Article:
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Home » News » MHESI-NXPO and NIGT host CTCN technological assistance capacity building workshop for hydrogen policymakers and business stakeholders in Thailand

MHESI-NXPO and NIGT host CTCN technological assistance capacity building workshop for hydrogen policymakers and business stakeholders in Thailand

วันที่เผยแพร่ 28 May 2024

The Ministry of Higher Education, Science, Research and Innovation (MHESI), through NXPO, in collaboration with the National Institute of Green Technology (NIGT) of Korea, hosted the “CTCN Technological Assistance Capacity Building Workshop” on 20-21 May 2024 at the Sukosol Hotel Bangkok. This workshop was conducted under the technical assistance mechanism of the Climate Technology Centre and Network (CTCN) of the United Nations Framework Convention on Climate Change (UNFCCC). More than 100 representatives from government agencies, research and academic institutes, and companies involved in hydrogen technology development attended the event to support Thailand’s energy transition.

In his welcome remarks, NXPO President Dr. Kitipong Promwong highlighted NXPO’s role as Thailand’s national designated entity (NDE) for the UNFCCC technology development and transfer mechanism. He noted that since Thailand ratified the Paris Agreement in 2016, the country has set policies on climate change, including the development of Nationally Determined Contributions (NDCs) to reduce greenhouse gas emissions in alignment with the Paris Agreement’s goal of keeping global temperature rise below 2 degrees Celsius.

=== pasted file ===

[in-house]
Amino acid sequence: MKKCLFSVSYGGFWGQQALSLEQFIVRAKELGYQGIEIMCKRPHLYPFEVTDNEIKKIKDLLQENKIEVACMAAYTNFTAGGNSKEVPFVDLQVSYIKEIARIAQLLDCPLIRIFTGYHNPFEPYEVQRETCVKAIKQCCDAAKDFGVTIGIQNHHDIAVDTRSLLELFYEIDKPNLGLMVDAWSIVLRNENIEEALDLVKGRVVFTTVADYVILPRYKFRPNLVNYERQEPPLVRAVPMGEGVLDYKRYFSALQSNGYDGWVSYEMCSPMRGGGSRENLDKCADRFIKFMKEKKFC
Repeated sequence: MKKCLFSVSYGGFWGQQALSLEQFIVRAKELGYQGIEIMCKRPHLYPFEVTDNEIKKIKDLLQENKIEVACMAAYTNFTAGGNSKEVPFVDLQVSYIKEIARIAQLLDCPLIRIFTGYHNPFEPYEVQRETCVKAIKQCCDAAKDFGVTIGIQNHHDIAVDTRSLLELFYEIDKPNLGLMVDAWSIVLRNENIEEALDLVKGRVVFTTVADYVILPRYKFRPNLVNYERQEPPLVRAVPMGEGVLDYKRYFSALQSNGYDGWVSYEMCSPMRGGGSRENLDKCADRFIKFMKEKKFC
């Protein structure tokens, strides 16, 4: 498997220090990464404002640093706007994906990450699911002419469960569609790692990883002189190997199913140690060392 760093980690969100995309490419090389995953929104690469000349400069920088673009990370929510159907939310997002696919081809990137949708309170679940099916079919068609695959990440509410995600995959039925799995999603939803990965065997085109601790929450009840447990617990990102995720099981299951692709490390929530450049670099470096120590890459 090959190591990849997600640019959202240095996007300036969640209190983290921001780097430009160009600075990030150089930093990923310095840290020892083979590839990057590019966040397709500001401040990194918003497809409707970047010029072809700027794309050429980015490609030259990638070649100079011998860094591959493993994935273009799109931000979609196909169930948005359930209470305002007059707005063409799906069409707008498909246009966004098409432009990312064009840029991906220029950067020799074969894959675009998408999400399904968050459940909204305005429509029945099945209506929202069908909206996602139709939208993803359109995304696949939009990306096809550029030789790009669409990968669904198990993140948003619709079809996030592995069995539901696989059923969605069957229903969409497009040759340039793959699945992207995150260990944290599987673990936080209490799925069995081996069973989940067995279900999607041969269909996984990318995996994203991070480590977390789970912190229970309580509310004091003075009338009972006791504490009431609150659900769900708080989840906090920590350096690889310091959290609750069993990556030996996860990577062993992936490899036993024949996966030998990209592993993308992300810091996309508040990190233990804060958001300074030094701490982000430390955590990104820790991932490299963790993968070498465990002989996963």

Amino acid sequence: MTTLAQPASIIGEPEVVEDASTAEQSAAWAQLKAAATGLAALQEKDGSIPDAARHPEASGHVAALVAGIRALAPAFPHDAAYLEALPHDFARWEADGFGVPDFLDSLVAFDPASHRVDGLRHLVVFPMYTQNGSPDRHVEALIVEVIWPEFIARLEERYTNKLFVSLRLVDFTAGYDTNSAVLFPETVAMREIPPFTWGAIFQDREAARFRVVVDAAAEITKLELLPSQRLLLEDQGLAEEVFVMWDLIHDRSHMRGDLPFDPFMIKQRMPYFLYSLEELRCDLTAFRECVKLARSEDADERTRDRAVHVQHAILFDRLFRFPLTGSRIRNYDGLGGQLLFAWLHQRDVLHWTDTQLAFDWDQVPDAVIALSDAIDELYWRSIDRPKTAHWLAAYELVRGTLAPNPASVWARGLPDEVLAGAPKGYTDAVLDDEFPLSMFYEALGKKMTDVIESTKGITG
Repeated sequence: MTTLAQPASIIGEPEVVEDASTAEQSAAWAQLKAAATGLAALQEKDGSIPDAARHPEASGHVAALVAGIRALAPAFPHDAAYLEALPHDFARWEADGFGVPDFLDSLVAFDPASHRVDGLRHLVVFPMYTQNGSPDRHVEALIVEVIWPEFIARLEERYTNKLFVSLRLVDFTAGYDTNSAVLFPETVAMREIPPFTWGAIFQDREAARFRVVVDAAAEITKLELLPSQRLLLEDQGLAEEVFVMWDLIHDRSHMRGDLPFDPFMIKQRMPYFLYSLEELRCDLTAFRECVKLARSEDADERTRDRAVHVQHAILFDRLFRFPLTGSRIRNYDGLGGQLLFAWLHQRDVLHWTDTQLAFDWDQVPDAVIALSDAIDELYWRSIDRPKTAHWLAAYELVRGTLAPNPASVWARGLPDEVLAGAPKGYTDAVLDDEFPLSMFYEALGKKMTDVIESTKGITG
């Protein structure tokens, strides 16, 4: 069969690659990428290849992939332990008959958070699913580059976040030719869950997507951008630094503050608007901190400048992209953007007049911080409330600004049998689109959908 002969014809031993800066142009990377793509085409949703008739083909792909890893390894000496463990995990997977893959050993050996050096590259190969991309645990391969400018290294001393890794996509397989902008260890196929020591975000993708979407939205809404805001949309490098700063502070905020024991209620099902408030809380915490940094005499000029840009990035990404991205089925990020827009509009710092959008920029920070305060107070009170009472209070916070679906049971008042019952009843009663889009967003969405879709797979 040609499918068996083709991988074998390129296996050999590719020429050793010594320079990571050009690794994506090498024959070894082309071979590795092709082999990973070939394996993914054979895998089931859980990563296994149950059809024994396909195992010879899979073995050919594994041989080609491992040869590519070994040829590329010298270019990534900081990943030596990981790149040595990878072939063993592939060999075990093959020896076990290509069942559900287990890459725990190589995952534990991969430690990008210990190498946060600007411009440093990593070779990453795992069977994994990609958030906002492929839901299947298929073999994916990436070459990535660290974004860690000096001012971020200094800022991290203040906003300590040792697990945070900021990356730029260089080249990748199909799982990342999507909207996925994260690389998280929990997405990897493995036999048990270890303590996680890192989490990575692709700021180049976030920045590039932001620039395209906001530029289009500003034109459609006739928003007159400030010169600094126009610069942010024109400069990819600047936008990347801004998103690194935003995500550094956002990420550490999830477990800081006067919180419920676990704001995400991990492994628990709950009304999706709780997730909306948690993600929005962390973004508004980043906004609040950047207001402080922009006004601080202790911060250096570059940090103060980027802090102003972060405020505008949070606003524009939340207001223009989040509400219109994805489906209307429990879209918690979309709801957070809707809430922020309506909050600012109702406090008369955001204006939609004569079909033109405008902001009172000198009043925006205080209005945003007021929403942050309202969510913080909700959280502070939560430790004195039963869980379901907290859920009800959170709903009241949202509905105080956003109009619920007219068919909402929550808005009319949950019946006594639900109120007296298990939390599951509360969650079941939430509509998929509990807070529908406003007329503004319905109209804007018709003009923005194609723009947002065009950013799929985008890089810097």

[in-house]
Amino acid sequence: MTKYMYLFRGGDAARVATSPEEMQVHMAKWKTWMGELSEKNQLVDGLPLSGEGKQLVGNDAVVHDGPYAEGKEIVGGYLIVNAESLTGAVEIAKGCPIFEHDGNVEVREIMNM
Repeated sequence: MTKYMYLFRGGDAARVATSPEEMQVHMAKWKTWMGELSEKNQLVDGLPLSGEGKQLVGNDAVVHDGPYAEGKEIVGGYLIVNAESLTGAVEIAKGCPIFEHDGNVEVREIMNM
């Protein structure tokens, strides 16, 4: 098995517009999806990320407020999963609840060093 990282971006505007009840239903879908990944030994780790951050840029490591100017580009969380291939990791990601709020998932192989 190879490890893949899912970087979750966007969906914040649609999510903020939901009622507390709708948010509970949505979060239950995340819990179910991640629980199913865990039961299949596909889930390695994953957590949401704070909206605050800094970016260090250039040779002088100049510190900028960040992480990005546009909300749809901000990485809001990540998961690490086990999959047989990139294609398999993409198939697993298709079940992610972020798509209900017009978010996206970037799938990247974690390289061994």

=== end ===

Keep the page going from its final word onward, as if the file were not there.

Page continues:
Dr. Kitipong emphasized that to reduce greenhouse gas emissions to 300 million tons of carbon dioxide by 2030, Thailand must employ various approaches, including promoting carbon capture and storage (CCS) technology and transitioning to biomass and renewable energy such as solar energy.  In this regard, NXPO has been instrumental in promoting solar rooftop installations in 50 universities under the Green Campus initiative.

“Hydrogen energy represents another promising option to accelerate net zero emissions goal,” said Dr. Kitipong. “Recognizing Thailand’s potential to implement hydrogen technology, CTCN funded a feasibility study. As South Korea has made significant progress in this area with initial government support, NIGT was invited to serve as the project consultant. The study team has performed data collection and analysis and is planning for the transfer of hydrogen production technology to Thailand.”

Dr. Son Ji Hee, Head of Center for Global Strategy at NIGT, presented on the awareness of climate change crisis. With as many as192 countries having joined the Paris Agreement in 2015, there is an urgent need for innovative solutions to address climate change and enhance international cooperation. However, developing countries require financial and technological support to fulfill their climate change commitments. To address this need, a technology mechanism has been established within the UNFCCC, along with a financial assistance mechanism, to promote technology exchange and leverage international cooperation.